I see no value in beating a long dead horse, however this account is about the most accurate that I have read.
http://www.airforcemag.com/MagazineArch ... 1navy.aspx
I have the complete set of transcripts from the hearings (had some time on my hands as I was laid off when the program crashed). There was enough fault and incompetence and hubris to go around for everyone involved.
fisk

Re: RE: Re: The other guy

Unread postPosted: 17 Jun 2013, 00:13
by aaam
fiskerwad wrote:I see no value in beating a long dead horse, however this account is about the most accurate that I have read.
http://www.airforcemag.com/MagazineArch ... 1navy.aspx
I have the complete set of transcripts from the hearings (had some time on my hands as I was laid off when the program crashed). There was enough fault and incompetence and hubris to go around for everyone involved.
fisk


Well, this whole topic is about a long dead horse. Everyone agrees that ther's blame everywhere.

The article is pretty reasonable, but remember that at the time it was written the clearance issues and the extend of the acrimony between GD and MDD weren't yet known. The former,especially. It wouldn't have surfced in the hearings. It wasn't until the court cases "flowered" in [then] future years that that stuff became known, so there's none of it in the article.

And heck, the court cases are still going on, so as Miracle Max said about Wesley in The Princess Bride, "He's mostly dead, which means slightly alive".

Re: RE: Re: The other guy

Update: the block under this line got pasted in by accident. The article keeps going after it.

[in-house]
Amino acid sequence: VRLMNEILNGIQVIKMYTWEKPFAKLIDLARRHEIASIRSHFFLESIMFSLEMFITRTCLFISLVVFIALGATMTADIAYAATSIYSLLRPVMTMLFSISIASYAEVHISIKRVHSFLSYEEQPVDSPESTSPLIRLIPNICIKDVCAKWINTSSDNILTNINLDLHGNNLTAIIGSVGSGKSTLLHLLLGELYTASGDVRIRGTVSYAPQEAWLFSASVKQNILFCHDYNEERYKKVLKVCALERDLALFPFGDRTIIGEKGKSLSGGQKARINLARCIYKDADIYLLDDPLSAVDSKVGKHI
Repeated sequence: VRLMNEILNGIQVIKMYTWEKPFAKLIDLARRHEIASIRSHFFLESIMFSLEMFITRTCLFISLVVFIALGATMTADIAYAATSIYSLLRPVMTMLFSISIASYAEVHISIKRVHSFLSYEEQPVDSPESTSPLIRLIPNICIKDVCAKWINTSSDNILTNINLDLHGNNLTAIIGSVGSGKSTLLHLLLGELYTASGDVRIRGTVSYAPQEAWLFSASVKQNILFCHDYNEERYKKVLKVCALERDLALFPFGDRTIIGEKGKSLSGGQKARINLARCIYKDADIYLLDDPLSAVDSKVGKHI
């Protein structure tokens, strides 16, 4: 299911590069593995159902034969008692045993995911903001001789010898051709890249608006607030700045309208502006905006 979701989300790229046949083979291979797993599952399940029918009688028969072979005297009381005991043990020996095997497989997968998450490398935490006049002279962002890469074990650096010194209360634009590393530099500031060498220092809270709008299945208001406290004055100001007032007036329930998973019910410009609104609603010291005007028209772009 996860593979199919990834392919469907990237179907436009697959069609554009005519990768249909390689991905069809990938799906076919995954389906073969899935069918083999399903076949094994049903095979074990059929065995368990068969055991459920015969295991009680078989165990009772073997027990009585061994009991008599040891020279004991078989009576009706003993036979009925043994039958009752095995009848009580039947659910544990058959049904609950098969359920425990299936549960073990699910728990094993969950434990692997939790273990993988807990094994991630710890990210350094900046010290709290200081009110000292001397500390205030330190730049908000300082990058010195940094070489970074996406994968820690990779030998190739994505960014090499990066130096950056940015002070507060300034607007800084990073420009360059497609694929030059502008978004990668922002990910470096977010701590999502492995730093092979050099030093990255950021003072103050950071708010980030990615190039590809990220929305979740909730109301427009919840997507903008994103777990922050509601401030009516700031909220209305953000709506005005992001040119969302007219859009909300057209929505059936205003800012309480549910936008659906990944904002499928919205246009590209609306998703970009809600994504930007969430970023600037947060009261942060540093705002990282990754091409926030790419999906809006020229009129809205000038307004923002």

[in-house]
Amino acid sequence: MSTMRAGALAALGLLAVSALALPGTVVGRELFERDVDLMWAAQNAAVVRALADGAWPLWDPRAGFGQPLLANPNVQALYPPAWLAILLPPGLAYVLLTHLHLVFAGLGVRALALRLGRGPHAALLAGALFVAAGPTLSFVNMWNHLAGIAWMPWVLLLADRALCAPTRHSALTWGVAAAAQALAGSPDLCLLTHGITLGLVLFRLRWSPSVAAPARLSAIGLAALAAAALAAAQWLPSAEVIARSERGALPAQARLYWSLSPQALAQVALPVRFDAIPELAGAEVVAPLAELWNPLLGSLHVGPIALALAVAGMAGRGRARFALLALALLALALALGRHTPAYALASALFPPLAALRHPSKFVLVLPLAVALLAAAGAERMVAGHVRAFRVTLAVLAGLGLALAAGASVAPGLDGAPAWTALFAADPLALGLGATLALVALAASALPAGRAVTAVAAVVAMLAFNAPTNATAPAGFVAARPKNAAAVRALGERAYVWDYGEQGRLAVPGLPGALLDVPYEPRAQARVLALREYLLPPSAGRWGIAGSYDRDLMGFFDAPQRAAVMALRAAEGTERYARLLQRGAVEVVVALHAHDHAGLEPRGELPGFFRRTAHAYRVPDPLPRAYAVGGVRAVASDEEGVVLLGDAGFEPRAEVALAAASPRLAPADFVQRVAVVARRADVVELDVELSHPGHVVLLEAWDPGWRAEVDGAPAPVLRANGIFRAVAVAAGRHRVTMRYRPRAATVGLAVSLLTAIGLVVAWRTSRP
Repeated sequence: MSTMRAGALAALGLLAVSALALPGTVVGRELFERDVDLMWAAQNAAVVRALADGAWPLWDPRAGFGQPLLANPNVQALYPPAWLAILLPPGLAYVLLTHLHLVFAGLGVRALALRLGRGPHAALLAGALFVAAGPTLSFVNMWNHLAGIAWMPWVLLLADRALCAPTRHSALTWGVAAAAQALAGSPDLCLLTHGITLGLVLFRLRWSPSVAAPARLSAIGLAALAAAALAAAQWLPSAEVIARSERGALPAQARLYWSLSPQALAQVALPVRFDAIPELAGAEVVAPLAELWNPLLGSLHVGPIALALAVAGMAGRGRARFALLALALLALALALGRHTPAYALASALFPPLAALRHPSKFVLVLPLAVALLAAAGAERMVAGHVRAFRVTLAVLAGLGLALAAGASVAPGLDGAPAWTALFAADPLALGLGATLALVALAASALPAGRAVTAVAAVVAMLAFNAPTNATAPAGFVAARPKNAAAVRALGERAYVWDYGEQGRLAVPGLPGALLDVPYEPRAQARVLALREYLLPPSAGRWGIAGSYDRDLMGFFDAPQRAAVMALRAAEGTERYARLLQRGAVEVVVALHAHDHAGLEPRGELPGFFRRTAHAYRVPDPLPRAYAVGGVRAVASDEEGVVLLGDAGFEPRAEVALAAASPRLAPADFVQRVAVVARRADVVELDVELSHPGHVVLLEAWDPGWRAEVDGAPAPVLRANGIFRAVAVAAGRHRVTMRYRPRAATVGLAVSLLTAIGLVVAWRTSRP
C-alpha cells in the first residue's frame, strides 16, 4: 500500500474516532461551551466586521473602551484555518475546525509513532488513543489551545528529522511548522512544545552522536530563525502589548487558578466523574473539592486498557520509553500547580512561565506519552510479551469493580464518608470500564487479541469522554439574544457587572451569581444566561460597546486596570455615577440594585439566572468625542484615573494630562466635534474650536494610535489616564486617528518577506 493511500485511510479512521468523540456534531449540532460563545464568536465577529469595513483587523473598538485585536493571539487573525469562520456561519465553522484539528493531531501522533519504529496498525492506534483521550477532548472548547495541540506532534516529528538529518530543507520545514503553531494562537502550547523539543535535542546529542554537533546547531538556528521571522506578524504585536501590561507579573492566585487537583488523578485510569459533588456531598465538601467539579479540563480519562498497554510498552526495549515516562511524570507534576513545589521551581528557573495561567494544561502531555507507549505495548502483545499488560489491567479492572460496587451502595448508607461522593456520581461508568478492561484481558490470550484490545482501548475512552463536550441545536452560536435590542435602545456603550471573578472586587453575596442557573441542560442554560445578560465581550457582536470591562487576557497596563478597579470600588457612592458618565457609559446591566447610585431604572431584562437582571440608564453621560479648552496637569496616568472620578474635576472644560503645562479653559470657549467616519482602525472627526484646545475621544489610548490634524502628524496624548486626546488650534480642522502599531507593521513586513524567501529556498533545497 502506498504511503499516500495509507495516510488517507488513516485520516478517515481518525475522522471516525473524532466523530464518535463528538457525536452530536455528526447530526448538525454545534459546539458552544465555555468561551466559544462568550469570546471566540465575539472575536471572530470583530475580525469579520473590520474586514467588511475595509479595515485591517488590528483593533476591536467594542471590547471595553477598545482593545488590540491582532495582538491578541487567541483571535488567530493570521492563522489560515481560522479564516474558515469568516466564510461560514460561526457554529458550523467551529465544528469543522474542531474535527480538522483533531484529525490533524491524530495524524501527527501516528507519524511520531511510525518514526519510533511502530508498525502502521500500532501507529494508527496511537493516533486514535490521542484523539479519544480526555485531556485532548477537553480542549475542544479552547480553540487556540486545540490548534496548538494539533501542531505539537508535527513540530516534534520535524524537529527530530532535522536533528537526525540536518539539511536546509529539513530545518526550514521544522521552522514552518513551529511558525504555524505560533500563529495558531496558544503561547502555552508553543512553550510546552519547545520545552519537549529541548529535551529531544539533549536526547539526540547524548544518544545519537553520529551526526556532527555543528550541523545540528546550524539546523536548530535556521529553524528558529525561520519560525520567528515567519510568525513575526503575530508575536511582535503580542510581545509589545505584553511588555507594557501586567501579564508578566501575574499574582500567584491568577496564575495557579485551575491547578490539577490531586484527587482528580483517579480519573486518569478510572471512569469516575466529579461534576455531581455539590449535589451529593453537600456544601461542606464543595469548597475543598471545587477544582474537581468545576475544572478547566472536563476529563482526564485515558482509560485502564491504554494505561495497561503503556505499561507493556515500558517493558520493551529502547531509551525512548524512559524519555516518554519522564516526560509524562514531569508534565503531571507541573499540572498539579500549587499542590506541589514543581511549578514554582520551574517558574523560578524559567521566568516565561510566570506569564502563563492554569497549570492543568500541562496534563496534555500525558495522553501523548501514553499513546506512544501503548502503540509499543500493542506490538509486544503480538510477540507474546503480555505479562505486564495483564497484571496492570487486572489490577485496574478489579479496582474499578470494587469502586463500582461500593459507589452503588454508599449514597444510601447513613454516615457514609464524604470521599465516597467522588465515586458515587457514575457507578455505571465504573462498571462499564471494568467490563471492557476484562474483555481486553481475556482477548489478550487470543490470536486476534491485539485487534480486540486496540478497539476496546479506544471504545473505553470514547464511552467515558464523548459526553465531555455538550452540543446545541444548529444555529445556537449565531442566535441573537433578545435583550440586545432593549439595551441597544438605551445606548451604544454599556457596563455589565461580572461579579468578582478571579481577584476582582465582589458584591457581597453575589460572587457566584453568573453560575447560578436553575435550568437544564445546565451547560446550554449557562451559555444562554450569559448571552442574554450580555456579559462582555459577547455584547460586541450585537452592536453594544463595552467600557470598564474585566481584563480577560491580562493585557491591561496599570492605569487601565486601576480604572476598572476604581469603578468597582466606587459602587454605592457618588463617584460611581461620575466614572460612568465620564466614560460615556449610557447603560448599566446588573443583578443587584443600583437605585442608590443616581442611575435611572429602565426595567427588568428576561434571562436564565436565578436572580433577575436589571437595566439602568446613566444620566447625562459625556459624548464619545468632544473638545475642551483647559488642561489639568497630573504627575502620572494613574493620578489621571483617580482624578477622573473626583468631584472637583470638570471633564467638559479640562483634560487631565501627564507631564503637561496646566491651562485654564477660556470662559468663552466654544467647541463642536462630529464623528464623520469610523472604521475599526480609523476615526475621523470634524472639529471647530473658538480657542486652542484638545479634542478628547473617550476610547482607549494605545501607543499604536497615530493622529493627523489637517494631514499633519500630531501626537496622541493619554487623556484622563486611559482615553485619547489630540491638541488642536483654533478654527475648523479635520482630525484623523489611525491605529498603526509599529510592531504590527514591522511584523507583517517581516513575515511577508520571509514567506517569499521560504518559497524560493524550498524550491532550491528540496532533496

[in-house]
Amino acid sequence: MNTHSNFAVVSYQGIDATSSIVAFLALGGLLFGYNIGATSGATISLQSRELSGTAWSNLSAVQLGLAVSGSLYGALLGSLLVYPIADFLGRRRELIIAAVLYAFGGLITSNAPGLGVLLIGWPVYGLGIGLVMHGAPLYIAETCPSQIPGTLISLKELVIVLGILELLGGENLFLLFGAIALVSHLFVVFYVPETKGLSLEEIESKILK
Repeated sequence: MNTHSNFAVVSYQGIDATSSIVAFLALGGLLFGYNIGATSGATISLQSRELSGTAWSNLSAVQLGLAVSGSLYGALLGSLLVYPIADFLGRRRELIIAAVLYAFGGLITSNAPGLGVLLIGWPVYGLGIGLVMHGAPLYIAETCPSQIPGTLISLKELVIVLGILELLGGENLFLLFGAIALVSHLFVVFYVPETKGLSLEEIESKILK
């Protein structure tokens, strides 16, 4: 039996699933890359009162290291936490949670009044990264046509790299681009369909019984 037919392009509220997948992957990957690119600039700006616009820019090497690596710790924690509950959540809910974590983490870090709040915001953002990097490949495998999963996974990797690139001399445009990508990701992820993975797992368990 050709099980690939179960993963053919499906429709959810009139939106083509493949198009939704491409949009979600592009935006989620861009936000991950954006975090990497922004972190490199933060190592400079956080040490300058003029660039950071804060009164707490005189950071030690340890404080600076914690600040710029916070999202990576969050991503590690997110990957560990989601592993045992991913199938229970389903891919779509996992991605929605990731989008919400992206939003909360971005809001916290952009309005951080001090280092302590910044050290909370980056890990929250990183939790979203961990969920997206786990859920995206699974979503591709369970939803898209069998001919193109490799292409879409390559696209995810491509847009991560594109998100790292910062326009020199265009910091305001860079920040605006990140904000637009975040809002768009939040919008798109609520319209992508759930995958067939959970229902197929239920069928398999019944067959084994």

Unread postPosted: 17 Jun 2013, 14:02
by fiskerwad
aaam wrote:
fiskerwad wrote:I see no value in beating a long dead horse, however this account is about the most accurate that I have read.
http://www.airforcemag.com/MagazineArch ... 1navy.aspx
I have the complete set of transcripts from the hearings (had some time on my hands as I was laid off when the program crashed). There was enough fault and incompetence and hubris to go around for everyone involved.
fisk


Well, this whole topic is about a long dead horse. Everyone agrees that ther's blame everywhere.

The article is pretty reasonable, but remember that at the time it was written the clearance issues and the extend of the acrimony between GD and MDD weren't yet known. The former,especially. It wouldn't have surfced in the hearings. It wasn't until the court cases "flowered" in [then] future years that that stuff became known, so there's none of it in the article.

And heck, the court cases are still going on, so as Miracle Max said about Wesley in The Princess Bride, "He's mostly dead, which means slightly alive".


I don't have Princess Bride on my must-see list but I'll take your word on that.

Your comment, "the clearance issues and the extend of the acrimony between GD and MDD weren't yet known", is true for those on the outside. From the inside looking out, we had a somewhat better view. I'm done.